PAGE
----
sealPurdue Letter from the President

October 2002

A monthly letter from President Martin C. Jischke

October 17 was a cool and rainy day in Lake County, but it was warm and sunny inside a tent on 93rd Street in Merrillville. That’s where we broke ground for the Purdue Technology Center of Northwest Indiana.

This $6 million facility will be built primarily with federal funds obtained by Representative Pete Visclosky. Its focus will be the development of new high-technology businesses, and I believe it has the potential to have a historic impact on the economy of the northwest corner of Indiana. Our plan is to attract startup companies to the incubator where they can be nurtured, supported and eventually launched as successful enterprises that will prosper in communities in and around Lake County.

If we are successful, we will have taken a significant step toward broadening the economic base of one of the key regions of our state. Northwest Indiana prospered for many years as one of America’s great manufacturing centers, but jobs in this economic sector are disappearing fast, and the area that includes Lake County has been hit especially hard. With Congressman Visclosky’s help, Purdue is confident it can be part of the solution.

From the University’s perspective, the new incubator has another important significance. The Purdue Research Park in West Lafayette has the largest university-affiliated incubator complex in the country, and it has had extraordinary success in developing new high-technology businesses by using facilities like the one we are building in Merrillville.

Entrepreneurship is a risky business. Nationally, about 30 percent of startup companies ultimately are successful. At the Research Park, the success rate is more than 85 percent. Several factors account for this tremendous performance. Through the Purdue Gateways program, new companies in the incubators receive the benefit of sound business advice, so they are less likely to make poor calculations about the financing they will need, the demand for their product or the costs of things like maintenance and marketing. They also receive favorable rental rates and the opportunity to share clerical and administrative support.

As they get stronger, the companies move on to become self-sufficient – and to make room for new startup ventures in the incubators. We believe there are opportunities to replicate this success throughout Indiana, and many communities have expressed interest in partnering with Purdue to develop their own incubators.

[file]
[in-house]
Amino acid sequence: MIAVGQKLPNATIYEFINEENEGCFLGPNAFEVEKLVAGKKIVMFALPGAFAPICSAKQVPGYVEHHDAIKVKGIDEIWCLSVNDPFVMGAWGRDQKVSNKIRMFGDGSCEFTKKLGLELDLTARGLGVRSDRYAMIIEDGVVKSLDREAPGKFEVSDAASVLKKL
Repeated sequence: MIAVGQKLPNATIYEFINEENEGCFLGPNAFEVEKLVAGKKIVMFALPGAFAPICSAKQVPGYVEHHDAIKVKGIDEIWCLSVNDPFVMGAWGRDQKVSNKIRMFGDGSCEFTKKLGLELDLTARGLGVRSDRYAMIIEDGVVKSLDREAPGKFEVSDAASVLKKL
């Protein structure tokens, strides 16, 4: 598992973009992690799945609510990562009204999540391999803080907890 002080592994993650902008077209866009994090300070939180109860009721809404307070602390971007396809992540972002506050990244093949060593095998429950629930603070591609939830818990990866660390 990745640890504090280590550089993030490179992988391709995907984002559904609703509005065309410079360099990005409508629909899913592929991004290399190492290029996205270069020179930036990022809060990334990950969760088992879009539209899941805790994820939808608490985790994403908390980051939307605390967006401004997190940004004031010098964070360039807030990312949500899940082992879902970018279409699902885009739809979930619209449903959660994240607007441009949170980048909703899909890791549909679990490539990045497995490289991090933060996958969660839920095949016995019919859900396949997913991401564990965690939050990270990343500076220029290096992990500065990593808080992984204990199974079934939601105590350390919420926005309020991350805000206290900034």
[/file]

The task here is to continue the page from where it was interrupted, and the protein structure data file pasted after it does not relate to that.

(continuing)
House Enrolled Act No. 1424 – a bill passed by the Indiana General Assembly in 2002 – set up the mechanism for community-based incubator programs. The bill passed both houses almost unanimously, but because of the state’s fiscal shortfall, it was not funded. The federal money provided through Congressman Visclosky’s efforts will allow Purdue and the people of Northwest Indiana to test this concept in a key area of the state. If we are successful – and I am confident we will be – the state will have a blueprint for successful ventures in other communities.

• • •

I had the privilege of spending a day in Logansport on October 29. The visit was part of my ongoing program to get to better know the people and communities of Indiana so that Purdue can improve the quality of its service to our state. In addition to a warm welcome from many wonderful people, I found in Logansport:

• A community that cares for and is investing in its youth, as exemplified by the Fairview Elementary School and the Century Career Center. Fairview is beautifully run by a staff of imaginative and loving teachers and administrators. The Century Center is an impressive facility being put to good use to prepare young people for productive careers.

• A business sector that’s working hard to meet the challenges of a changing economy. I met with representatives of several local businesses and the local Economic Development Foundation. In every case, people in leadership positions are using rational, imaginative and energetic approaches to improving the economic conditions of their region.

• A city and a county that are recognizing that change can bring opportunity. Logansport and Cass County – like many Indiana communities – are dealing with important new realities. Future generations will need to be better educated and equipped with the ability to learn and adapt to change throughout their lives. They will work with people from many different backgrounds, cultures and ethnic groups.

Logansport is facing the future with courage and creativity. I believe the excitement and optimism I saw and heard there are great examples for all the communities of our state.

Martin C. Jischke